Turkish workers celebrate May Day in Taksim Square today, 33 years after the bloody May Day of 1977,* when gunmen, believed to be linked to the intelligence services, fired on workers demonstrating in Taksim, killing 36 and wounding hundreds in the ensuing chaos. Since then, workers were prohibited from holding May Day rallies in the square . . . until this year.
The Turkish trade unions’ joint May Day statement included the following demands: bringing the perpetrators of the 1977 May Day murders to justice; prevention of unemployment; protection of the right to severance pay; abandonment of 4-C and similar practices; better unemployment insurance; elimination of unfairness in taxation; abolition of discrimination in health insurance; the minimum wage worthy of human dignity; enhancement of occupational health and safety; amendments of undemocratic laws; removal of barriers to trade union organizing; no to subcontracting and informal economy; end to privatization; and a more effective welfare state. The trade unions say that half the Turkish workers are precariously employed, toiling in the informal economy.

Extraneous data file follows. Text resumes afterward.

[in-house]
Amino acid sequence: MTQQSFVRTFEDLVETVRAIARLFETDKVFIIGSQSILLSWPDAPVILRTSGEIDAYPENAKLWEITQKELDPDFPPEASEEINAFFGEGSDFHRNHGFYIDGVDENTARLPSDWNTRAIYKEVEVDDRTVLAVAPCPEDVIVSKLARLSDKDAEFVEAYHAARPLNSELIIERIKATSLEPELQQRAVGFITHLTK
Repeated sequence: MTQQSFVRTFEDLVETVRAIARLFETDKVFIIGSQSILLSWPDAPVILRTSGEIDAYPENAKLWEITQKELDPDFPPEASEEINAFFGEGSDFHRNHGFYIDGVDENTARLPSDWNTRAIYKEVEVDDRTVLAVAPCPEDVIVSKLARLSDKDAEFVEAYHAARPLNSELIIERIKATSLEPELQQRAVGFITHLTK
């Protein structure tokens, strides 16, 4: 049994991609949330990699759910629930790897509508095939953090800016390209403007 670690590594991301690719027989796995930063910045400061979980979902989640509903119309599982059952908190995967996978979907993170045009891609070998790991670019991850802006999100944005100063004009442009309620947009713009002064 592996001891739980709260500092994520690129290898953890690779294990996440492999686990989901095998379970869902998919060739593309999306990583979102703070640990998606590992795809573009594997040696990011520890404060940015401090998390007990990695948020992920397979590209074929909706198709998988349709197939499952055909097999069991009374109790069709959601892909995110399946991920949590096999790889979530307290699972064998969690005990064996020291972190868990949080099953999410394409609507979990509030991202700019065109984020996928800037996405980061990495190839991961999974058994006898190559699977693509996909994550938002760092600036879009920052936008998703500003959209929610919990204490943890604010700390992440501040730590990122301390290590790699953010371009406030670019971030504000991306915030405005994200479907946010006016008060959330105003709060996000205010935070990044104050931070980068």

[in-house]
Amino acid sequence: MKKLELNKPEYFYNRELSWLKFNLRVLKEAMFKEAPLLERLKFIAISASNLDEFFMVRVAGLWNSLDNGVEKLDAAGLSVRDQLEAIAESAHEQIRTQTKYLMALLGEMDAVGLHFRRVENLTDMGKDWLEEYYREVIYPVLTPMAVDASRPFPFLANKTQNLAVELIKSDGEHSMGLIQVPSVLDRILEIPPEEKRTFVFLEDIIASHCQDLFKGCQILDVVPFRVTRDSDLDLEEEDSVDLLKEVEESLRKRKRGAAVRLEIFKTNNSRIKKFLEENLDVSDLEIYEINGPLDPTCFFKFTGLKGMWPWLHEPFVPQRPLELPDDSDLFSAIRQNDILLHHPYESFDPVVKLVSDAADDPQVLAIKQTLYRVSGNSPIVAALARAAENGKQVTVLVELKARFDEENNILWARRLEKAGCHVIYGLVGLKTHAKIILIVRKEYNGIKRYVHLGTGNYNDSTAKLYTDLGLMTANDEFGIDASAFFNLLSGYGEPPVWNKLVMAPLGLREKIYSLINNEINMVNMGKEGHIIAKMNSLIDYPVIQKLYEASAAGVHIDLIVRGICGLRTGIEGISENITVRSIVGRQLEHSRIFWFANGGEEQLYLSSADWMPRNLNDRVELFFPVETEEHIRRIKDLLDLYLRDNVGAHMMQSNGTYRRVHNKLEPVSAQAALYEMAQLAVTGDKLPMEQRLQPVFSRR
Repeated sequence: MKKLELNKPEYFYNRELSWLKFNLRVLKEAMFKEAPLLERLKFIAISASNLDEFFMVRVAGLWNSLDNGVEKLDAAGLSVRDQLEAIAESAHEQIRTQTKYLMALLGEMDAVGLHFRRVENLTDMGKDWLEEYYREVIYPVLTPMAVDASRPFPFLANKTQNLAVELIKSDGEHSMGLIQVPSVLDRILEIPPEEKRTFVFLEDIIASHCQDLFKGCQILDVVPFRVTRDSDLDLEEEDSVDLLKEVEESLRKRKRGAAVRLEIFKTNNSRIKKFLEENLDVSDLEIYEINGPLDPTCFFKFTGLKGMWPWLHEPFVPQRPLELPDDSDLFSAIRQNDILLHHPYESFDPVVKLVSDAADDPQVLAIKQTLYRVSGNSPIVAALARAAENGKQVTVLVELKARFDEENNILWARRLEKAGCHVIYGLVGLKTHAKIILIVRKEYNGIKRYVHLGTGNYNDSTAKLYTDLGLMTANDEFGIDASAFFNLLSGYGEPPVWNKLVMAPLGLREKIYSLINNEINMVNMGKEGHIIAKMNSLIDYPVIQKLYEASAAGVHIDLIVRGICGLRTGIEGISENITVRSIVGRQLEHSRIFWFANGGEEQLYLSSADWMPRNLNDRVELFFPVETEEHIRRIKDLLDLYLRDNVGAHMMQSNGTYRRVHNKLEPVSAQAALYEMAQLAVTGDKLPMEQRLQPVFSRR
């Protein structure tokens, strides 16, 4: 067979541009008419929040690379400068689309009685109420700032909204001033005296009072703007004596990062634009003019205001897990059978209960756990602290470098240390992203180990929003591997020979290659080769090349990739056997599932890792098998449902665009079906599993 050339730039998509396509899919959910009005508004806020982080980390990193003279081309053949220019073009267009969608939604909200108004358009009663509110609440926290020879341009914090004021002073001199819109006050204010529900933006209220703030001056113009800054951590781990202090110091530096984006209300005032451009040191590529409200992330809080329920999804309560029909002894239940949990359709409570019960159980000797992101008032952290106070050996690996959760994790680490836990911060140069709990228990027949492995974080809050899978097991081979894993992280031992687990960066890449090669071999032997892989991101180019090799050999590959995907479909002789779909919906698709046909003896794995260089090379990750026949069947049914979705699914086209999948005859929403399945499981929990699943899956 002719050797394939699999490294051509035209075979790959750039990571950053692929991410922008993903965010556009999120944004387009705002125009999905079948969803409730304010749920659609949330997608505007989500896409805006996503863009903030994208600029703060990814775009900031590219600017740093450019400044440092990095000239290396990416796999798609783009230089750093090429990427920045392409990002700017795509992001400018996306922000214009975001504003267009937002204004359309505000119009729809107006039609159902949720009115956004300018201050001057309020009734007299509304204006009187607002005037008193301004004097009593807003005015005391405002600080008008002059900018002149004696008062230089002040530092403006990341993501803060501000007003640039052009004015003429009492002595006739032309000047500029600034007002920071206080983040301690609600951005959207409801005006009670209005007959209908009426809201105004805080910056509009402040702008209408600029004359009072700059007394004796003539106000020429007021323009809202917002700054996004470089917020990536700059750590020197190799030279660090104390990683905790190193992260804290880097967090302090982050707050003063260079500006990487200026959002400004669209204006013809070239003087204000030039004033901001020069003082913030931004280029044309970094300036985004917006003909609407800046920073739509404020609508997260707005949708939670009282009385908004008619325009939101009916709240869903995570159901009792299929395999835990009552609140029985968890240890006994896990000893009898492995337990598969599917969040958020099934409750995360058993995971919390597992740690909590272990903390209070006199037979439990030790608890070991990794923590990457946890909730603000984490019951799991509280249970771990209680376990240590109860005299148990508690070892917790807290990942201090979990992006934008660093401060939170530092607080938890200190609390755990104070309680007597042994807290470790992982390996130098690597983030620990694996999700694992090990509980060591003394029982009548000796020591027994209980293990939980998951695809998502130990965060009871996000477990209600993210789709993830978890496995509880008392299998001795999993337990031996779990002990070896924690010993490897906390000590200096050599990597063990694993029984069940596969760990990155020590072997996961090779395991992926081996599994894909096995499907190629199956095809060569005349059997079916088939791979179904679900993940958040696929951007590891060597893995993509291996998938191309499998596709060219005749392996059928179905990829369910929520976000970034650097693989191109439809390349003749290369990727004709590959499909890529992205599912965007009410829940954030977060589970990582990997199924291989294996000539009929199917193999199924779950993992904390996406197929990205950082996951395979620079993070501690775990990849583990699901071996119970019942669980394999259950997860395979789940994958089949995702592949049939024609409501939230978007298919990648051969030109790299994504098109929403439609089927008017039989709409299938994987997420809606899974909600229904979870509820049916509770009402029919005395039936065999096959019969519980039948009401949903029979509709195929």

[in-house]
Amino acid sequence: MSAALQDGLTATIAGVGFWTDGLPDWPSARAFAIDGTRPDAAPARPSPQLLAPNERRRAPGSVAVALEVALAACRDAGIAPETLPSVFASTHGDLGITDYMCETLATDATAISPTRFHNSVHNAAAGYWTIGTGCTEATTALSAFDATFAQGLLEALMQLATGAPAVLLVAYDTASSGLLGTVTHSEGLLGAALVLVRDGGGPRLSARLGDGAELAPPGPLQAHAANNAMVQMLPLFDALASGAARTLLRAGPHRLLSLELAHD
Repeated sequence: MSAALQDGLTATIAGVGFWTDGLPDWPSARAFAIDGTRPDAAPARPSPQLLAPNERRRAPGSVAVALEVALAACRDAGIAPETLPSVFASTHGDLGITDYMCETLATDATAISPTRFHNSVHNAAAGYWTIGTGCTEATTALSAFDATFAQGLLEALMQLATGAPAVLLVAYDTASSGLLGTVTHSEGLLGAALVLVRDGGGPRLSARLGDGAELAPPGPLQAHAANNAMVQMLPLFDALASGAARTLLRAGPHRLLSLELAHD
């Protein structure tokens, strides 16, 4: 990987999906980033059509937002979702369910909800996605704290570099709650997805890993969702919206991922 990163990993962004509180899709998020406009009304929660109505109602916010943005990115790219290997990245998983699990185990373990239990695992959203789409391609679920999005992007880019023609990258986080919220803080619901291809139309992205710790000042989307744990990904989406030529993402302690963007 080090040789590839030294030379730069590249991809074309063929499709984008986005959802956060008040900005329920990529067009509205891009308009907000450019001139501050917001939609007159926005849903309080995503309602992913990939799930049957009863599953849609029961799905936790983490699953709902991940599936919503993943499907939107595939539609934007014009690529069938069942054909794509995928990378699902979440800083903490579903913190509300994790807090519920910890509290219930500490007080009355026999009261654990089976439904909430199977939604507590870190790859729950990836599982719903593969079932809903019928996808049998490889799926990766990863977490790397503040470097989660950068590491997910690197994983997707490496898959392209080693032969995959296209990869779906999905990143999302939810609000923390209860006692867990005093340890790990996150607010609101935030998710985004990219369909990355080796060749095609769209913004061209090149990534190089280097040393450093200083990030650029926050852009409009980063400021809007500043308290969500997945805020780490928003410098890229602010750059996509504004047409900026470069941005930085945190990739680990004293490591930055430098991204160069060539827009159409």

* A few days before May Day, it was reported that a parliamentary commission will be set up to investigate four major incidents of extrajudicial killings in recent Turkish history, among which is the Bloody May Day of 1977.